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Being a defendant in a Dallas employment law case once is challenging enough, but what happens when a disgruntled employee’s claims are dismissed in federal court but he refiles a second suit in state court?

The answer depends on several factors, each of which must be examined in detail by the court in which the second action is filed.

Facts of the Case

A recent case began with the plaintiff former employee filing suit in federal court against the defendant former employer, asserting claims for both discrimination and a hostile work environment, as well as common law claims associated with the defendant’s alleged disclosure of certain information about him to two police departments. The federal court dismissed the plaintiff’s suit with prejudice. Continue reading

Sometimes, an employer can do everything in its power to “work with” an employee, giving him or her the benefit of every doubt, and yet still find itself on the wrong end of a Dallas employment law case.

In a recent case, an employer did not immediately terminate a delivery driver whose drivers’ license was suspended due to drunk driving, placing him in a non-driving position instead. Nevertheless, the employee filed multiple union grievances, an OSHA complaint (after falling in a liquid substance at work), and, eventually, a lawsuit against the employer.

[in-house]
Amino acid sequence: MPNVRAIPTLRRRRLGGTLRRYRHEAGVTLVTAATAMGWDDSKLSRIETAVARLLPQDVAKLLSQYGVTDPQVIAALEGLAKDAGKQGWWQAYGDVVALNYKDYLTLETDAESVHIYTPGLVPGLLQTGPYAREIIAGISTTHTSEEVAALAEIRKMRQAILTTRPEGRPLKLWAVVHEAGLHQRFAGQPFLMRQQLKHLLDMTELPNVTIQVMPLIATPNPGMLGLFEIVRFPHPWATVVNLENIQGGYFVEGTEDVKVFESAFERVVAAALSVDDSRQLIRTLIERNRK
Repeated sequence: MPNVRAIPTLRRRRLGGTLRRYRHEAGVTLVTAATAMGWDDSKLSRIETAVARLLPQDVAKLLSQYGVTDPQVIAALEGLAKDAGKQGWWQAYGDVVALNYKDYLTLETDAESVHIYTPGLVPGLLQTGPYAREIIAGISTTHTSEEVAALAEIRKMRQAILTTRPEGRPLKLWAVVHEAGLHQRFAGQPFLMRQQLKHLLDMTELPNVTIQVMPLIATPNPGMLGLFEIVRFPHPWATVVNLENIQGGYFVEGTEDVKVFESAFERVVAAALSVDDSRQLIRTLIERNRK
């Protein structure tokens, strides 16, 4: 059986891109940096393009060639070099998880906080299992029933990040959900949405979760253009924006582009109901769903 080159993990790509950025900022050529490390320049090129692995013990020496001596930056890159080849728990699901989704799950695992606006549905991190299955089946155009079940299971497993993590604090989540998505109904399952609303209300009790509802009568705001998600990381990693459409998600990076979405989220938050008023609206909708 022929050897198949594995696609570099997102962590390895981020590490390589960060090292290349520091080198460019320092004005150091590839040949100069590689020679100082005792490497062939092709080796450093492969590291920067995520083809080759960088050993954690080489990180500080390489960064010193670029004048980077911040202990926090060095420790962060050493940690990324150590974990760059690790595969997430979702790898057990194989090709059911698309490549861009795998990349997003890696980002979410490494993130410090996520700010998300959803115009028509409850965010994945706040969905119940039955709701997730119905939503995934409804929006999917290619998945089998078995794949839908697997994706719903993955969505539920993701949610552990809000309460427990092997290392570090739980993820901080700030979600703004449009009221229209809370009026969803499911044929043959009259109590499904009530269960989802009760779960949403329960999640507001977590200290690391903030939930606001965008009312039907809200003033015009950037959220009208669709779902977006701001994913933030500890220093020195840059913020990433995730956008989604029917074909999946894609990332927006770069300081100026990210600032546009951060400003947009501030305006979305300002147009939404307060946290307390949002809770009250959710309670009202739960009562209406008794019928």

Facts of the Case

When someone believes that their legal rights may have been violated, there are certain rules, procedures, and laws that apply to the assertion of that individual’s claims. In a Dallas sexual harassment or retaliatory discharge case, one of these procedural requirements is the filing of an administrative claim with the appropriate governmental agency.

Sometimes, a claim is made but the employee later tells a different story when suit is filed – one that includes “facts” not initially reported to the governmental agency. In some cases, this can result in dismissal of the subsequent lawsuit against an employer or former employer.

Facts of the Case

For an employee who believes that he or she has been the victim of a wrongful act in the workplace, an important step in a Dallas employment discrimination lawsuit is the filing of a claim with the Equal Employment Opportunity Commission (EEOC) within 180 days of an alleged unlawful employment practice.

When this does not happen, an employer may be able to have a subsequent claim in state or federal court dismissed due to the plaintiff’s failure to exhaust his or her administrative remedies. Sometimes a claim is filed, but the parties later disagree about whether the plaintiff’s EEOC charge properly put the defendant on notice of his or her allegations.

Facts of the Case

In a recent case, the plaintiff was a bistro manager who alleged that she was the victim of unwanted sexual advances and harassment from the director of dining services at the defendant college. According to the plaintiff, the director touched her inappropriately, made sexual comments to her, kissed her neck, and made lewd comments about her body. She also averred that, after she reported the director’s conduct to the assistant director, she was ordered to close the bistro single-handedly in retaliation for her complaint. She further claimed that, due to her demanding workload, she was hospitalized for high blood pressure and then terminated for insubordination in March 2017. Continue reading